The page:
• Scam Diego alerts

Prices of downtown San Diego condos are plummeting even as more product gets ready to come on line, says an excellent story in the Feb. 9 issue of the Arizona Republic. The story urges Zonies to consider getting in at low prices (although current prices may well go much lower.) According to the article, there are 1,000 condos for sale in the 125-block downtown area, up from 700 a year ago. Foreclosures abound. Although construction has dropped sharply, and some condos are being converted to other uses, there are still 1,300 coming on line in two years. Some prices are down a good deal more than 30 percent. One condo two blocks from the ballpark is listed at $189,900, down from $289,900 at the end of September. One penthouse that sold for $2.1 million in 2004 is now on the market for $1.2 million. Understandably, the article doesn't touch on major problems for San Diego: 1. the Padres promised to build hotels whose transient occupancy taxes would pay down the ballpark debt. The Padres reneged and sold the land at a fat profit to condo builders, helping to create the vast overbuilding; 2 people walking in the ballpark district realize there are few people living there. The condos are owned by speculators, Zonies, Mexicans, Europeans, and Asians who are in San Diego for a short period during the year, and don't spend money at retail, thus not creating sales tax revenue. They also don't contribute to the local economy in other ways.

  • Scam Diego alerts


Anonymous Feb. 11, 2008 @ 12:31 p.m.


Does this mean that all those supposed revenues and benefits from downtown development "spurred" by the "generosity" of John Moores and the Padres have actually put the city at risk of a even more severe revenue collapse?

My, oh my.

So McGrory and Gwinn's machinations have backfired, dooming us to a spiral of debt?


The UT cheerleaders still, somehow, hope we'll get out of this?


Our "leaders" and media cheerleaders still mouth the words of optimism about our glorious future?

Oh, heck...

And we paid them how much to do this to us?


Well, at least there's the silver lining that affordable living will return to downtown.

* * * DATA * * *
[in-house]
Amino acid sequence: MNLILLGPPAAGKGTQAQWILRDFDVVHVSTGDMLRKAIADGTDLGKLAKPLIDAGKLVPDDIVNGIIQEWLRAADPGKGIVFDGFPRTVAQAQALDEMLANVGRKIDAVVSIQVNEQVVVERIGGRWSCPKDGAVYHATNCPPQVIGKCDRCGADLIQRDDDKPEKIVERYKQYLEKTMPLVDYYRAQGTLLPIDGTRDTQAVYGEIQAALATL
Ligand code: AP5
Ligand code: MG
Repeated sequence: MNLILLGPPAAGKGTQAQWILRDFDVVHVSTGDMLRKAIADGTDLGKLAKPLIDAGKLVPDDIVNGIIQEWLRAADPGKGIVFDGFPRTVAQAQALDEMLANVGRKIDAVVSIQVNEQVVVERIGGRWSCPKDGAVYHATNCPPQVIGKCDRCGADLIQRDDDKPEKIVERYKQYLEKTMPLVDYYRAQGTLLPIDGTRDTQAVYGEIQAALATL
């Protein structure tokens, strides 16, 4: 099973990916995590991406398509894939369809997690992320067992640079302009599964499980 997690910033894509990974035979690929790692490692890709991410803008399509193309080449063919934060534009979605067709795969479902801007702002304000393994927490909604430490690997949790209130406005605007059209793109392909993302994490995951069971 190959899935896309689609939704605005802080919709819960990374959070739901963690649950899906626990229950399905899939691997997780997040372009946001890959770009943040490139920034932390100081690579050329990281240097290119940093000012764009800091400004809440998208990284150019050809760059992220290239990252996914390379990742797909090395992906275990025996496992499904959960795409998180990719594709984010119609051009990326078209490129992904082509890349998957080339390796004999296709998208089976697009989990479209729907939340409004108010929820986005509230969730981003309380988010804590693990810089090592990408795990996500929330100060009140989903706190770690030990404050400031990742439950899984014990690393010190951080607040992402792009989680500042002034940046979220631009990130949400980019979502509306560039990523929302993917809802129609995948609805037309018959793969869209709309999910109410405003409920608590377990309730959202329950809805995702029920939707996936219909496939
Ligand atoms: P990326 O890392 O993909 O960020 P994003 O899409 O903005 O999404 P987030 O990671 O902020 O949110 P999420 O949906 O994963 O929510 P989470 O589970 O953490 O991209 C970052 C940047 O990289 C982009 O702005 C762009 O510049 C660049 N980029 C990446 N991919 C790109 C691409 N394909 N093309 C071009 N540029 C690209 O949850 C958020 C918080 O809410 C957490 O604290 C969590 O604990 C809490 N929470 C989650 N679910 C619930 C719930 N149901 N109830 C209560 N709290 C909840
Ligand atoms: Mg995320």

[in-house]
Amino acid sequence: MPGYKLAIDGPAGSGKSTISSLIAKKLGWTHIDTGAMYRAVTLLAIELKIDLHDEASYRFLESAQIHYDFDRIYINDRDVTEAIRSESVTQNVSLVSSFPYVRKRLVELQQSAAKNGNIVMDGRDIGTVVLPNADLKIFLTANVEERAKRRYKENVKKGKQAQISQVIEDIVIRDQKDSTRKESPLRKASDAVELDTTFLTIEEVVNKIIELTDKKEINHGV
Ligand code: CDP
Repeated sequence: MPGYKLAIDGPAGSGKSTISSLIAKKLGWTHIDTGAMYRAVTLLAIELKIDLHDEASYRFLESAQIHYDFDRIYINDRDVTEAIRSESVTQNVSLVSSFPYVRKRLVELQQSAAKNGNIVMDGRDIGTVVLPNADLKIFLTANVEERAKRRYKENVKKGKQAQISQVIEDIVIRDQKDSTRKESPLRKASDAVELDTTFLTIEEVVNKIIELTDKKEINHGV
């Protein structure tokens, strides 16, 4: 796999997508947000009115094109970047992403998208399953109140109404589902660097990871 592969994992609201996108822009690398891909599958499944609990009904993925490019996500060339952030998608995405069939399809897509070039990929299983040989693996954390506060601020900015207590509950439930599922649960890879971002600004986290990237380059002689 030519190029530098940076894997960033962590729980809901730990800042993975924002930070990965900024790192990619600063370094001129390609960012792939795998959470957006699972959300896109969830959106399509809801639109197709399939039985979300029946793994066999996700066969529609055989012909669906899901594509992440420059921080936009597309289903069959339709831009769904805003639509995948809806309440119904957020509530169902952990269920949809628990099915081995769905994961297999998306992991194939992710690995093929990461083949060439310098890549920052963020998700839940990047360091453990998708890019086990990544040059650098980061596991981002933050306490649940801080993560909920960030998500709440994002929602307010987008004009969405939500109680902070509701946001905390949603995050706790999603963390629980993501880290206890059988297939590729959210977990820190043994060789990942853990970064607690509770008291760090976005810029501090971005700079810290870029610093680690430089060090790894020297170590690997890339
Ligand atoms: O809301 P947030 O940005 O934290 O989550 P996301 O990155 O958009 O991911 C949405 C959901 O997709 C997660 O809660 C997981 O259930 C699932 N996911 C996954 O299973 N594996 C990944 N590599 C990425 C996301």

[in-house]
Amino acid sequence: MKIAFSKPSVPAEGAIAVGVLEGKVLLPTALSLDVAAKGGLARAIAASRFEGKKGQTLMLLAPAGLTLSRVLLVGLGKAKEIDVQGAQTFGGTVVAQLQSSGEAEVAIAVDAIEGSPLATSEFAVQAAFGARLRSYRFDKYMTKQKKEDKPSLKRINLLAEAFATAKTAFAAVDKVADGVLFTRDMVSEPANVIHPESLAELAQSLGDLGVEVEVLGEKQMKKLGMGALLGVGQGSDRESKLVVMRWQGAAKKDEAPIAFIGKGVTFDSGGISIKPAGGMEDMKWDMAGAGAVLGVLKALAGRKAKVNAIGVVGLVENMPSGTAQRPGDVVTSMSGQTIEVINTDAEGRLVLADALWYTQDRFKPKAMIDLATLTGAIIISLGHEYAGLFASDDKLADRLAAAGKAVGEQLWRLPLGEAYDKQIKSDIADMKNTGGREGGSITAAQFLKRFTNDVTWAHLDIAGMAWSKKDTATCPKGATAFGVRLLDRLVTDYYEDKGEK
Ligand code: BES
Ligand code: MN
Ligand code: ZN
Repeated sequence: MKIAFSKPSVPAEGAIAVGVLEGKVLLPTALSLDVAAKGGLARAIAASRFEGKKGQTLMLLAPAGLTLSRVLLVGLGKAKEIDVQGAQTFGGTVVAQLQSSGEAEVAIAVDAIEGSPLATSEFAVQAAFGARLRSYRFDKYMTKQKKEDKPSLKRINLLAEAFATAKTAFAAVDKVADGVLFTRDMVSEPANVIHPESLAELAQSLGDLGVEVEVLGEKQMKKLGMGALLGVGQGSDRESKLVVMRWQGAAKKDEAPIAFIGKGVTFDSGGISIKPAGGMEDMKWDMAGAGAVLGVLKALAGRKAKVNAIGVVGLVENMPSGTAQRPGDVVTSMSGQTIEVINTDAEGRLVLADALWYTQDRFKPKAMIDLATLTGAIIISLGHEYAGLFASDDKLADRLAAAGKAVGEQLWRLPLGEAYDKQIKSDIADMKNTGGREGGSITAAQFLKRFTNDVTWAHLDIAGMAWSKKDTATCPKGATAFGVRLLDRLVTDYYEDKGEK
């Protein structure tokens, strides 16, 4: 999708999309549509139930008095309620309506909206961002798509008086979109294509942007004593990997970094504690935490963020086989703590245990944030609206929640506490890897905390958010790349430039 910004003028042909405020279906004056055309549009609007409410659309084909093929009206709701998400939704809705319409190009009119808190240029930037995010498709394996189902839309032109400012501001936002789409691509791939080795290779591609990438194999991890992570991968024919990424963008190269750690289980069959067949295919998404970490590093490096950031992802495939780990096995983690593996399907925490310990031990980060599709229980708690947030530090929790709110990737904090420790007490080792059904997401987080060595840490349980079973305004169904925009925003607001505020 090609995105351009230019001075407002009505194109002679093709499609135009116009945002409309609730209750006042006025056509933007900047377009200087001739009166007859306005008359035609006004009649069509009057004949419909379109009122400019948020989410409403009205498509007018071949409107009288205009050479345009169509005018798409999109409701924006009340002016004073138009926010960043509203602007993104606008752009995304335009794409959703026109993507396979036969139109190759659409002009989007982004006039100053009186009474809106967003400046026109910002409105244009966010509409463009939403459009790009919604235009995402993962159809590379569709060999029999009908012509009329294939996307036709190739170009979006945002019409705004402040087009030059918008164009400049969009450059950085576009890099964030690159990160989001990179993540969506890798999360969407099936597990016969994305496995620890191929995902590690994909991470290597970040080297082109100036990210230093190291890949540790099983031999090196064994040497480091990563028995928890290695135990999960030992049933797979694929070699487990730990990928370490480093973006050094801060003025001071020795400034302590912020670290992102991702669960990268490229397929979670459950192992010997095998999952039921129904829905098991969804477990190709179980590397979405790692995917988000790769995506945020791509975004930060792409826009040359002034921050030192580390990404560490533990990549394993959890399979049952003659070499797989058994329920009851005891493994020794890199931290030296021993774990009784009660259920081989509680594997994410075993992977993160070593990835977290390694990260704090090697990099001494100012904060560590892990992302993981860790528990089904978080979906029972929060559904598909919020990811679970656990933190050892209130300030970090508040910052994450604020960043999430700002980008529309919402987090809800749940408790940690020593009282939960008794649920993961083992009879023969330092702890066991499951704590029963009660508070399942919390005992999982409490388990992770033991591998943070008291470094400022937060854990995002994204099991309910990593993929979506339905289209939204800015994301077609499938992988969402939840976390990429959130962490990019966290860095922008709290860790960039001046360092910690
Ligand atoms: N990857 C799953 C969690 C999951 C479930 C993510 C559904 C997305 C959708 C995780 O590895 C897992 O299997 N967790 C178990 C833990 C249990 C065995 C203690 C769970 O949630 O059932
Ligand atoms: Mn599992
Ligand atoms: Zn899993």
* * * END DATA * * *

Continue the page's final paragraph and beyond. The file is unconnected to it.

Maybe I'm just being pessimistic today, but I don't see much good coming for San Diego any time soon. At least not unless we have some major, drastic changes.

(yet another sdblogger)


Don Bauder Feb. 11, 2008 @ 1:05 p.m.

Response to post #1: Moores originally promised to build hotels, retailing establishments, office buildings, etc. That's what the people voted for in November of 1998. At the last minute, the council let him off the hook, and he sold ballpark district land to condo developers for enormous profits. Then the council's action was challenged in court, and the city said that if it didn't get a decision in its favor in a month, the team would leave. Of course, in a disgraceful judicial action, the city and Padres got their way. The result is the mess San Diego now has downtown. Best, Don Bauder


Anonymous Feb. 11, 2008 @ 1:40 p.m.

My timing is terrible...I have to wait until I'm 55 to transfer my Prop 13 taxbase into one of those sparkling condos...That's 3.5 more years. Don do you think I have a chance of getting a bargin in few more years?


Anonymous Feb. 11, 2008 @ 2:52 p.m.

Who wants to live downtown? It did not grow around an infrastructure like other, older large cities. It just popped up on speculation that people would buy - before the other guys got done building -. Bosa from Vancouver made a killing. It's so expensive to live and stay downtown. Where are the small eateries? Small grocers? Everything is a Gas lamp restaurant, chain or something expensive with prices geared toward conventioneers and tourists. There are no schools for married couples children. There really are few open spaces. The parking is terrible and expensive. People are already complaining about the train and trolley noise. The homeless situation has been made worse by the development that made them take to the streets when the low cost hotel/apartments were torn down. So now we have many more homeless or people living 8 to an apartment while so-called luxury condos sit empty. I home people watching the Chargers and their quest for a new stadium are watching this, because the dirty little secret is the ball park in-and-of-itself are primarily responsible for this mess. Maybe that's why the Chargers are shopping their show somewhere else, because San Diego can't afford another mess like Moores created with the Padres.


Anonymous Feb. 11, 2008 @ 4:13 p.m.

Not to worry. Moores is going to make up for reneging on the ballpark agreement by taking over all the area around the airport and developing that in the best interest of San Diegans everywhere. I believe him this time, I really do. just because his wife finally discovered he was growing horns after 40+ years is no reason for us to think he doesn't have our best interests at heart.


Don Bauder Feb. 11, 2008 @ 4:20 p.m.

Response to post #3: In three and a half years, these condos may well be even cheaper than they are today. I fear this economy -- particularly the housing end -- is going to be sick for some time, despite the number of money the Fed will print and the federal government will pour into the economy. Best, Don Bauder


Don Bauder Feb. 11, 2008 @ 4:26 p.m.

Response to post #4: The problems you cite may be one reason why such a large percentage of those condo owners are out-of-towners who spend little time in San Diego. You can put up with these woes if you're only in San Diego for a couple of weeks a year. Another factor is that the infrastructure downtown is ancient. Some water and sewer pipes are more than 100 years old. I understand they have problems delivering water to higher floors of the high rises. Best, Don Bauder


Anonymous Feb. 11, 2008 @ 4:30 p.m.